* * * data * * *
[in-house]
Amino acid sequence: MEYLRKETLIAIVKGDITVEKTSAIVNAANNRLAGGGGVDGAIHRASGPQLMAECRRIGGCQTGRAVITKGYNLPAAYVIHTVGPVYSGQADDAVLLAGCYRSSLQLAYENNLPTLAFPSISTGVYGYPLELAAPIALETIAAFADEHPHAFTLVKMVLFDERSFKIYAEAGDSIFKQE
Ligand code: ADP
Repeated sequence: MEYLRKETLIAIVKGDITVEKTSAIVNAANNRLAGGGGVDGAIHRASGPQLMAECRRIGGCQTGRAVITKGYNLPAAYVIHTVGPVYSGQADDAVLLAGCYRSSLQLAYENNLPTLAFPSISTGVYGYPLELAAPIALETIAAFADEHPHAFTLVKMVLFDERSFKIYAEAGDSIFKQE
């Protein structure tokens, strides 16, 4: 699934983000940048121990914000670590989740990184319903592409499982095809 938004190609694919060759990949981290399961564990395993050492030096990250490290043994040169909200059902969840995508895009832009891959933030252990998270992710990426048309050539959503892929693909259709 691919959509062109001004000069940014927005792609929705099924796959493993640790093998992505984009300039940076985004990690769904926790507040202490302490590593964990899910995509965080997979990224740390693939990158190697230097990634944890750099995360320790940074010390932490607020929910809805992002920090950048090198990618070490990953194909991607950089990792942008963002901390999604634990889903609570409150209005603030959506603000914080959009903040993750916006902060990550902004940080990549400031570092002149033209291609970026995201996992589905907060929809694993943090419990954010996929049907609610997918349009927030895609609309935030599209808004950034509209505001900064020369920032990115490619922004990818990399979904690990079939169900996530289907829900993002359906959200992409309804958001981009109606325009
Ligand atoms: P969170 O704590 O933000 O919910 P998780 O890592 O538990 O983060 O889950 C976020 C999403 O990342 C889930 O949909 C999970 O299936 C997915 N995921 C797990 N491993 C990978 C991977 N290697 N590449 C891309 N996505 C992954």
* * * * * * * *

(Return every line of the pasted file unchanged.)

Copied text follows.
[in-house]
Amino acid sequence: MEYLRKETLIAIVKGDITVEKTSAIVNAANNRLAGGGGVDGAIHRASGPQLMAECRRIGGCQTGRAVITKGYNLPAAYVIHTVGPVYSGQADDAVLLAGCYRSSLQLAYENNLPTLAFPSISTGVYGYPLELAAPIALETIAAFADEHPHAFTLVKMVLFDERSFKIYAEAGDSIFKQE
Ligand code: ADP
Repeated sequence: MEYLRKETLIAIVKGDITVEKTSAIVNAANNRLAGGGGVDGAIHRASGPQLMAECRRIGGCQTGRAVITKGYNLPAAYVIHTVGPVYSGQADDAVLLAGCYRSSLQLAYENNLPTLAFPSISTGVYGYPLELAAPIALETIAAFADEHPHAFTLVKMVLFDERSFKIYAEAGDSIFKQE
């Protein structure tokens, strides 16, 4: 699934983000940048121990914000670590989740990184319903592409499982095809 938004190609694919060759990949981290399961564990395993050492030096990250490290043994040169909200059902969840995508895009832009891959933030252990998270992710990426048309050539959503892929693909259709 691919959509062109001004000069940014927005792609929705099924796959493993640790093998992505984009300039940076985004990690769904926790507040202490302490590593964990899910995509965080997979990224740390693939990158190697230097990634944890750099995360320790940074010390932490607020929910809805992002920090950048090198990618070490990953194909991607950089990792942008963002901390999604634990889903609570409150209005603030959506603000914080959009903040993750916006902060990550902004940080990549400031570092002149033209291609970026995201996992589905907060929809694993943090419990954010996929049907609610997918349009927030895609609309935030599209808004950034509209505001900064020369920032990115490619922004990818990399979904690990079939169900996530289907829900993002359906959200992409309804958001981009109606325009
Ligand atoms: P969170 O704590 O933000 O919910 P998780 O890592 O538990 O983060 O889950 C976020 C999403 O990342 C889930 O949909 C999970 O299936 C997915 N995921 C797990 N491993 C990978 C991977 N290697 N590449 C891309 N996505 C992954």